Americorps Lends Their Labor to Help Rebuild at UTTC

Local News

Many hands make light work, and there’s a lot of work that needs to be done to keep small-scale colleges like United Tribes Technical College, up and running.

Work is being done to demolish and reconstruct one historical campus treasure, and one group traveled cross-country to make it all happen.

The group hacking away at the old education building on UTTC’s campus is Americorps National Civilian Community Corps. Many of them are right out of high school, in the 18 to 24 range.

And what better way to figure out your next step in life, than by giving back.

Americorps Member Andrea Sanchez shares, “We build homes, we respond to natural disasters, we do environmental conservation, things like that.”

And for the past couple weeks, they’ve been tearing apart the inside of this building.

UTTC Facilities Director Melvin Miner explains, “This building currently is one of our primary educational facilities for our students and our faculty. So having it out of commission for a couple of years is definitely going to be a challenge for us.”

It was originally constructed between 1900 and 1903, as one of the Fort Lincoln barracks.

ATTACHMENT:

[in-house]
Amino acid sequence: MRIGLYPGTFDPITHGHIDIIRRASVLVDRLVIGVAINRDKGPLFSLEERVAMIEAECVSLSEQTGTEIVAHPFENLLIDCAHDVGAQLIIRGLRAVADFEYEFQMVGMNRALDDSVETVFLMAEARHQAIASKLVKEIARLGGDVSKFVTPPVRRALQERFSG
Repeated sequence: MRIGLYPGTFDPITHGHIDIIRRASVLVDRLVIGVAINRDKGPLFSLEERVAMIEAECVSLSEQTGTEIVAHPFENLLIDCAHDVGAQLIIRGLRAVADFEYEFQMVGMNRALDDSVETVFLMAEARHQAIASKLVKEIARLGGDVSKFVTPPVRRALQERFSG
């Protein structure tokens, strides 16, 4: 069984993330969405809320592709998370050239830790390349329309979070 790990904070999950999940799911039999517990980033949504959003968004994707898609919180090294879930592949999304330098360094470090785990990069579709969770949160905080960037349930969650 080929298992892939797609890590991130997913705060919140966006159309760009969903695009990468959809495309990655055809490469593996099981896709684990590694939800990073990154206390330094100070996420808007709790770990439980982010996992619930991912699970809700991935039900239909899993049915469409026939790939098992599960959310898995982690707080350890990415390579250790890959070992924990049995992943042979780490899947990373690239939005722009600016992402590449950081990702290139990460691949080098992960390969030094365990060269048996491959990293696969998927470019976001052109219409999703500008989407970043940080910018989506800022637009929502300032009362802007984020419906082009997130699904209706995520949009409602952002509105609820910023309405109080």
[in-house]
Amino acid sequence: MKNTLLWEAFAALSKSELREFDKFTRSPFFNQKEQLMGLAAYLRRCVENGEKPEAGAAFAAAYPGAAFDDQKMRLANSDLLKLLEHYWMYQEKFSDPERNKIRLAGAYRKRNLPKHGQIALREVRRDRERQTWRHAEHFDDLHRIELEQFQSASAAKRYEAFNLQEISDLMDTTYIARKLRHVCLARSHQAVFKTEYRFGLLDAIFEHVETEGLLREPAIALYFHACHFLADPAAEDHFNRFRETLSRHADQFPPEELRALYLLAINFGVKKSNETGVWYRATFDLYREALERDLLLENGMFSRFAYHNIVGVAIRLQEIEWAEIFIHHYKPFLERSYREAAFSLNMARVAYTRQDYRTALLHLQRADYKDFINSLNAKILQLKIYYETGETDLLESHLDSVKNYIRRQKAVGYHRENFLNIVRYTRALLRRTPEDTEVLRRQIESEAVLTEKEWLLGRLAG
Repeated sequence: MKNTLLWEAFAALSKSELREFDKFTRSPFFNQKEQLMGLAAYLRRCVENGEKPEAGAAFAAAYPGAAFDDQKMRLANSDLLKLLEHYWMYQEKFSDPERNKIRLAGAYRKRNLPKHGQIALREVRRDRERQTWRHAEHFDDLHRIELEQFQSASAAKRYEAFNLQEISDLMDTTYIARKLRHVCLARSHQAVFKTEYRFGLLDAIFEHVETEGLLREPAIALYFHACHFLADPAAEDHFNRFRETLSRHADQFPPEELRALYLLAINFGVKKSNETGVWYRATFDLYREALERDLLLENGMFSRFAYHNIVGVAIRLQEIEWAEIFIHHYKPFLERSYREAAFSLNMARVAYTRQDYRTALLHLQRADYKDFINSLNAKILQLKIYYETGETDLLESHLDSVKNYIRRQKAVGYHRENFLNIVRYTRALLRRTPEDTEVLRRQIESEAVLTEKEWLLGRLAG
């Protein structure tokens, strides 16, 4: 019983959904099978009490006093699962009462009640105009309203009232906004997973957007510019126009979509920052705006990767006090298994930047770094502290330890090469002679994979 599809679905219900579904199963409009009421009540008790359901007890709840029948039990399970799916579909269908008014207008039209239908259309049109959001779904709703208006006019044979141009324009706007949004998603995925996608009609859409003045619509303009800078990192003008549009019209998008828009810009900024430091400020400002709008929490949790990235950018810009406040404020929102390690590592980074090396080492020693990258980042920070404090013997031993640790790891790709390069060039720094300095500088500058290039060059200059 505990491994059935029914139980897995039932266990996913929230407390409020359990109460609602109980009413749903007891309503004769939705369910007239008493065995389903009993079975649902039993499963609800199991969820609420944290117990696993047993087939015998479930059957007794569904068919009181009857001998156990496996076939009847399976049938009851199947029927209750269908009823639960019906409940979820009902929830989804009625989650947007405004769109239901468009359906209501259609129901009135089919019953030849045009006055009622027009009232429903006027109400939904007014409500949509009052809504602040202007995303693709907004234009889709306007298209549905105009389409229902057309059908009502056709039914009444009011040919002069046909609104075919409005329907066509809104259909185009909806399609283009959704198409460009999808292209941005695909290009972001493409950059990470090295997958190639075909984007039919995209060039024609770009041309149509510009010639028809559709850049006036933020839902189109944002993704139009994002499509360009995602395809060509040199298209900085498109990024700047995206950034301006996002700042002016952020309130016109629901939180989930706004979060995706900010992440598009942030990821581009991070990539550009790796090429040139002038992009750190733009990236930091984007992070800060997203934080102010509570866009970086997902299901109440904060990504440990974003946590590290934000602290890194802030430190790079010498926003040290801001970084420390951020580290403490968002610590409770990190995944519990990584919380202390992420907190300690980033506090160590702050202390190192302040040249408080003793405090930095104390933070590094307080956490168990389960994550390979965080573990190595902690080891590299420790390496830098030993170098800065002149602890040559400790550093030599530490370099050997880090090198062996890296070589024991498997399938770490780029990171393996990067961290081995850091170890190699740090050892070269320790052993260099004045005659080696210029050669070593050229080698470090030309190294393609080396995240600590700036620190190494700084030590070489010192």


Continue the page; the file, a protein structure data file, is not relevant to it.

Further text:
The goal of rebuilding it is to make it more energy-efficient. They won’t touch the outside structure, but they’re definitely moving around the space inside.

Sanchez says, “We’re trying to help them speed up the process as much as possible.”

Miner adds, “Especially a project of this magnitude, and the Americorps NCCC team, they have definitely helped us advance our timeline.”

The Facilities Director says this has been a few years coming, and it will be a model for the many reconstruction projects to come, on this campus.

Sanchez shares, “Many people don’t know about UTTC or other projects that we do. It’s also important for the communities here to see that there are people that really do care, and have people that can help.”

Miner says these guys have been assisting the college with several projects over the past 5 years, and for that, they’re incredibly thankful.

They’re also busy putting together this garden, where students will be able to grow and take home produce in the coming years.

Andrea Sanchez says she wants to ultimately get into a career in disaster relief, so this was a perfect step for her.

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